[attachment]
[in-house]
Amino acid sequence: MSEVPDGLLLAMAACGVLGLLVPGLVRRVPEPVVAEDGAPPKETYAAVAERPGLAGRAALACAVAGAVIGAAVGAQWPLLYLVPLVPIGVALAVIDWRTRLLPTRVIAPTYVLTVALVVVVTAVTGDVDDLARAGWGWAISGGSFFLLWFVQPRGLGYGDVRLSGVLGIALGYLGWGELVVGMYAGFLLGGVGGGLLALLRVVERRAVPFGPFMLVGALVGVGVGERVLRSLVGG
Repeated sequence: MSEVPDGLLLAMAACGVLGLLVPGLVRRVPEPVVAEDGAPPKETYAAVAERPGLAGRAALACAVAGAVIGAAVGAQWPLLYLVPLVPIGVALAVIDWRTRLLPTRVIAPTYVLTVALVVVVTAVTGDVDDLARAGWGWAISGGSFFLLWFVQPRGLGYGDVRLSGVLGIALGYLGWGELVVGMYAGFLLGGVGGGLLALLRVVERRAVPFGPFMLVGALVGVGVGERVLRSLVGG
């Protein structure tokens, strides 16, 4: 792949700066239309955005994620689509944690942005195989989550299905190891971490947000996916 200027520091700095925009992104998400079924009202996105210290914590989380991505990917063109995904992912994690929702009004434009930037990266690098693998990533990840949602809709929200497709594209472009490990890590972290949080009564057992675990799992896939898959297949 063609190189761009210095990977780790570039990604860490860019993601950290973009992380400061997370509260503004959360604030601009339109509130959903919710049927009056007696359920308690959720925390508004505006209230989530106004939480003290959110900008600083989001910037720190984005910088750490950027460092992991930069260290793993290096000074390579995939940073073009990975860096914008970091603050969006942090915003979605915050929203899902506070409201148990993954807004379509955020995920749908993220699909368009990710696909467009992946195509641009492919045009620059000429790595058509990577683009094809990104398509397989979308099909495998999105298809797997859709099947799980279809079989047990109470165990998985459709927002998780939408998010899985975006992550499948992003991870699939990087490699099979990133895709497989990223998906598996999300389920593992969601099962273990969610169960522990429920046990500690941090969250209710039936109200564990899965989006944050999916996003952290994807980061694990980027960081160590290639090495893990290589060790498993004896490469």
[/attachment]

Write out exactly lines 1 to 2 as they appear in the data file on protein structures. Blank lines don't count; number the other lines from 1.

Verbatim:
[in-house]
Amino acid sequence: MSEVPDGLLLAMAACGVLGLLVPGLVRRVPEPVVAEDGAPPKETYAAVAERPGLAGRAALACAVAGAVIGAAVGAQWPLLYLVPLVPIGVALAVIDWRTRLLPTRVIAPTYVLTVALVVVVTAVTGDVDDLARAGWGWAISGGSFFLLWFVQPRGLGYGDVRLSGVLGIALGYLGWGELVVGMYAGFLLGGVGGGLLALLRVVERRAVPFGPFMLVGALVGVGVGERVLRSLVGG